King Edward VII and President Loubert in Paris in 1903 for the final arrangements for Entente Cordiale.
“What neither Azincourt nor Poitiers could do, the genius of Edward VII realized,” wrote Emile Flourens in La France Conquise, 1906. Not all were amused by the results of the Entente cordiale, a series of agreements signed on 8 April 1904 between the United Kingdom and France. However, it was a monumental agreement–a millennium of intermittent conflicts between the two nations were finally put to rest. Relationships between Britain and France have always been sensitive but at the end of Victoria’s reign, when they were worse than ever. Three years after her death the situation was completely reversed by this joint initiative of Britain’s King Edward VII (‘Edward the Peacemaker’) and of the French President Emile Loubert. With the combination of his charm and eminence, Edward managed to pursue this personal diplomacy–a power not asserted by any British sovereign since James II.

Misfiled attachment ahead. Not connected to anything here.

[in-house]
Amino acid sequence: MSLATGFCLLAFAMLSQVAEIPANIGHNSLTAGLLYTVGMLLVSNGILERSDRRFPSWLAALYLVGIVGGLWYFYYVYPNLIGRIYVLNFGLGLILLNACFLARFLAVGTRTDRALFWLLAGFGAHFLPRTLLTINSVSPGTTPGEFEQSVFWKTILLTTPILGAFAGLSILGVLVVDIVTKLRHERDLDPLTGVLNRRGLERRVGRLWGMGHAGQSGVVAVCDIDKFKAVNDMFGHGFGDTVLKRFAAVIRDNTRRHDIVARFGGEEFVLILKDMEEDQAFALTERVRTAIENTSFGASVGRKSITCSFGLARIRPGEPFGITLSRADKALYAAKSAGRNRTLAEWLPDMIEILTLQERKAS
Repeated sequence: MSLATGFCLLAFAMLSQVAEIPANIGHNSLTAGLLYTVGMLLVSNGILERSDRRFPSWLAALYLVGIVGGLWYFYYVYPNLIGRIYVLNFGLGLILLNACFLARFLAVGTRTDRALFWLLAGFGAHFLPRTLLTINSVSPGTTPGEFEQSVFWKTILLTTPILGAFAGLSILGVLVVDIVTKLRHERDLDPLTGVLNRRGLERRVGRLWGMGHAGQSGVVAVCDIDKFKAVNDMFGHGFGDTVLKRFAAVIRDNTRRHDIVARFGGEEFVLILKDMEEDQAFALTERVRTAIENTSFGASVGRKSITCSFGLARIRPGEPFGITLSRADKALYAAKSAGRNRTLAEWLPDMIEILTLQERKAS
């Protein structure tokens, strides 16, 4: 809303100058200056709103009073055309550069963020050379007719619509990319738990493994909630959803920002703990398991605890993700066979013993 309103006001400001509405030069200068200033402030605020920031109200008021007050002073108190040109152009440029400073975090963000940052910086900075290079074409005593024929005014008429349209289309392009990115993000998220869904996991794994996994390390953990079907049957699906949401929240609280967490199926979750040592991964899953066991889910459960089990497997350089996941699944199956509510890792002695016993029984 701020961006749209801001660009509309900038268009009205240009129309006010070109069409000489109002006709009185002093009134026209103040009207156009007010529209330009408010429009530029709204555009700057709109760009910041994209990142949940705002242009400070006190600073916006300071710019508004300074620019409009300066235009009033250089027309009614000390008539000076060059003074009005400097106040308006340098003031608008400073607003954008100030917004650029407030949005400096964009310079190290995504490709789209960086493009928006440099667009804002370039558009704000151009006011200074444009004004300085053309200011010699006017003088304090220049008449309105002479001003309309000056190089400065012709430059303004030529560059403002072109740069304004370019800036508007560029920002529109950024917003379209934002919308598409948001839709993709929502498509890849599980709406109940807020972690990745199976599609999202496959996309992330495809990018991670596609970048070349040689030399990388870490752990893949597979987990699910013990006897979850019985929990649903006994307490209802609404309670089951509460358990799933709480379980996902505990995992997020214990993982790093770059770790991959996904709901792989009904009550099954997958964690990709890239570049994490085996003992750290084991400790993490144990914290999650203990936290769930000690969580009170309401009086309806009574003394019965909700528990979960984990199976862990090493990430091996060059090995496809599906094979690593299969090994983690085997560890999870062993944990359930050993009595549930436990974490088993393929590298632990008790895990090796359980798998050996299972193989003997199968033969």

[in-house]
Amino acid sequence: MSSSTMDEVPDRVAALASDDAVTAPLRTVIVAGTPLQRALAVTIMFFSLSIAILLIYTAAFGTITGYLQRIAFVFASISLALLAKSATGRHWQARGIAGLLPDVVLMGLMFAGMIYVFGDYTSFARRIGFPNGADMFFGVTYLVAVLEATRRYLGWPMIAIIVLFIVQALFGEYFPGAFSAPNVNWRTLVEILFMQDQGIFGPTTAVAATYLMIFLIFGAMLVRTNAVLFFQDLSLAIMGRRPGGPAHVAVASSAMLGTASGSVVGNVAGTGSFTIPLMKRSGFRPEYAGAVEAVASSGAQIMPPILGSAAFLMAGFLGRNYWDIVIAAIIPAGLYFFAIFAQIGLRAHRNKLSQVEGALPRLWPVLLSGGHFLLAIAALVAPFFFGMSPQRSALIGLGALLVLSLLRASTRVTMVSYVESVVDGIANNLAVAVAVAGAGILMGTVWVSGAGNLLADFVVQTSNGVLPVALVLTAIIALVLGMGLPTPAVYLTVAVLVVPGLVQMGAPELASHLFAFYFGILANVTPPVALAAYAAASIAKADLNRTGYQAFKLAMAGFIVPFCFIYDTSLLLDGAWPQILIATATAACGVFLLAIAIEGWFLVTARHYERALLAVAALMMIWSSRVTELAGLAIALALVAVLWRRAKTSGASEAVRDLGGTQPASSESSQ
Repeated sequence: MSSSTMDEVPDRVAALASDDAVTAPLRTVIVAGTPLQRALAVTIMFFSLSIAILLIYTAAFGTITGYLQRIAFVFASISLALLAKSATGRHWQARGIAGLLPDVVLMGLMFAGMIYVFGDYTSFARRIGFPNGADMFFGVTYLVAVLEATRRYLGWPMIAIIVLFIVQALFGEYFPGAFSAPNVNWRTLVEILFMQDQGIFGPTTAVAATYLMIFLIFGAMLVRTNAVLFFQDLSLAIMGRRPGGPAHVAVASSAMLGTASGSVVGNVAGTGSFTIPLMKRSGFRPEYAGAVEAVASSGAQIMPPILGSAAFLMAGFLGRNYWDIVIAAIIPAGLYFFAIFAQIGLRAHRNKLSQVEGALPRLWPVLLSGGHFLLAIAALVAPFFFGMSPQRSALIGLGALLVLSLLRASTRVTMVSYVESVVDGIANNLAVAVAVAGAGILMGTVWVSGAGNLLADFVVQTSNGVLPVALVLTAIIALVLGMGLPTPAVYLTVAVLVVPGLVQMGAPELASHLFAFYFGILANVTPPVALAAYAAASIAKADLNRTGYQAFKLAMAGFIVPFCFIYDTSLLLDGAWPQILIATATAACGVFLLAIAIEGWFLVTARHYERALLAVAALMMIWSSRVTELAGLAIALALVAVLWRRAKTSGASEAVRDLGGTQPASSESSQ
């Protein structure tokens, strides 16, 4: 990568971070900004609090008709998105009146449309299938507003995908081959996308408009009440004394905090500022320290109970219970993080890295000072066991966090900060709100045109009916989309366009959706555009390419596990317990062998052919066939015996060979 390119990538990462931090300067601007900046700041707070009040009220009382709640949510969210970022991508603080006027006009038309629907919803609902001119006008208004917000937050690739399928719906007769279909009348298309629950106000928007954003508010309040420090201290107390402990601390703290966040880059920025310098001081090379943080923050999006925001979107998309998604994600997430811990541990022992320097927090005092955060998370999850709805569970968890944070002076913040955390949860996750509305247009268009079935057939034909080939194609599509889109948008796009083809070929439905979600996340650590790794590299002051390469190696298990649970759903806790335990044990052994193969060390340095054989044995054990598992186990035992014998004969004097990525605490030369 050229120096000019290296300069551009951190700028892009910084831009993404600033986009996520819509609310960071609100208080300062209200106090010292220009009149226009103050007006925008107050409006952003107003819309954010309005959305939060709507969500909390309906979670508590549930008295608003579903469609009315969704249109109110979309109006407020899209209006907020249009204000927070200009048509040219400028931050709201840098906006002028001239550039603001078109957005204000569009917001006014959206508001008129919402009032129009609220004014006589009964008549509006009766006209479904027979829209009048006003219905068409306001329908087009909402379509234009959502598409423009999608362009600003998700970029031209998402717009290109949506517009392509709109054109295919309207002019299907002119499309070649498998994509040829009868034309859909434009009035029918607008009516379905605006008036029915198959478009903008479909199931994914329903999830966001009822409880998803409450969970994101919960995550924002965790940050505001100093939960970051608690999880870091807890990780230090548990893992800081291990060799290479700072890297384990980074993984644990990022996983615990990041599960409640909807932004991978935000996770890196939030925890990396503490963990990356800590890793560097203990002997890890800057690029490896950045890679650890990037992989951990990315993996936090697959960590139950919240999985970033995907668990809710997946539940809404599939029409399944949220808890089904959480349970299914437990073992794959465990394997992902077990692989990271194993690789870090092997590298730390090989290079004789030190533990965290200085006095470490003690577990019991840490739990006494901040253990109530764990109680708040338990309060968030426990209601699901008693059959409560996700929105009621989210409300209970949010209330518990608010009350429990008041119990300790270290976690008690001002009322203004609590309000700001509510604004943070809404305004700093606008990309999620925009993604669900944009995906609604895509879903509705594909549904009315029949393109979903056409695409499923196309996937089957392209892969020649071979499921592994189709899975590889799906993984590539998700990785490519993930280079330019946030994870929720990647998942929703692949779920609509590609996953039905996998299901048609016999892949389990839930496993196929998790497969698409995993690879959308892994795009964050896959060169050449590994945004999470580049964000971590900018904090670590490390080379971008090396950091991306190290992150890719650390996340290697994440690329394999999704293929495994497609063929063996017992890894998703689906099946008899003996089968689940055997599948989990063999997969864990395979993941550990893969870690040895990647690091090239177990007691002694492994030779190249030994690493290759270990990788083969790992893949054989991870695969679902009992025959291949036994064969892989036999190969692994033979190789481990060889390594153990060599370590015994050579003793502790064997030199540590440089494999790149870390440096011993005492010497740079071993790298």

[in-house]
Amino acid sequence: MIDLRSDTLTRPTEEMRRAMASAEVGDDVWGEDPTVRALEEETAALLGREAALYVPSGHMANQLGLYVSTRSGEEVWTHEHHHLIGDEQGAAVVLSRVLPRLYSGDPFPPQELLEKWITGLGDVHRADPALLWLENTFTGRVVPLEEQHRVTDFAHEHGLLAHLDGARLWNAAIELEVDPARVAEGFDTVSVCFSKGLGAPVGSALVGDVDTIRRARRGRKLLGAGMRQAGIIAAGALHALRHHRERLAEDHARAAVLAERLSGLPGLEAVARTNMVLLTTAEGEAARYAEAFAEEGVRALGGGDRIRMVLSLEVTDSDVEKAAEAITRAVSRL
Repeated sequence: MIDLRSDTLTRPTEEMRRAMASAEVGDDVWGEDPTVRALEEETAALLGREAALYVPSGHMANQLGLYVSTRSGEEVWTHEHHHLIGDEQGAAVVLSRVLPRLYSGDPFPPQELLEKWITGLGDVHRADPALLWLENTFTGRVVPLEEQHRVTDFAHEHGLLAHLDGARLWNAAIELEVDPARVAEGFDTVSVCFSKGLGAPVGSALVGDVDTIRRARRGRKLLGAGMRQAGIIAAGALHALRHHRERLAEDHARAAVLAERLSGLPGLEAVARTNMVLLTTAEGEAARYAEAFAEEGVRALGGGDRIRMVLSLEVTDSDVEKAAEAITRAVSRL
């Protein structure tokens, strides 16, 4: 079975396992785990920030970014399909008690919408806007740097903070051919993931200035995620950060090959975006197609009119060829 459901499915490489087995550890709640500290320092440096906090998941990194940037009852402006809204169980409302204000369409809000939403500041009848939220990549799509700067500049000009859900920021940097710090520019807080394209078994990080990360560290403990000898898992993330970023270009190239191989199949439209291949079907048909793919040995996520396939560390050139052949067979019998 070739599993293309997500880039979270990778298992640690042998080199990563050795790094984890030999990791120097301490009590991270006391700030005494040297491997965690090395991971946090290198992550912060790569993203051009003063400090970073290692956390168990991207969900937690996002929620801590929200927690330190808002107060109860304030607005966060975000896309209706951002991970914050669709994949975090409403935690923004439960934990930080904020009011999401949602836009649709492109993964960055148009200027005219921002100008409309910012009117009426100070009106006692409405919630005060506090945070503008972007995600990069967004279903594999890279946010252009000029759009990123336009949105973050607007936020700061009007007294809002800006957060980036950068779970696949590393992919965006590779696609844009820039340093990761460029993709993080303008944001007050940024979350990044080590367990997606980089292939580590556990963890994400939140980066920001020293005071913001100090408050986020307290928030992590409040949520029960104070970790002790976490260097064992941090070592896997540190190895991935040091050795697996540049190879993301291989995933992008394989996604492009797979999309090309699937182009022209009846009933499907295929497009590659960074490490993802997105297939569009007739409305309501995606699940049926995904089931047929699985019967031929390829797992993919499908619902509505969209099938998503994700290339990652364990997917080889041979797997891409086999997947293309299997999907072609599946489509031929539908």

The text of the Entente was the work of two Foreign Secretaries – the Marquess of Lansdowne and Theophile Delcasse. In the frontiers of imperialism, Egypt, Morocco, Suez Canal, Newfoundland, West and Central Africa, Siam, Madagascar and the New Hebrides, two nations reached a series of colonial concessions. A counterbalance the growing dominance of the German sphere of influence, it also was the ending of centuries of Anglo-French rivalry and Britain’s splendid isolation from Continental affairs. It was the start of a peaceful co-existence that has continued to date.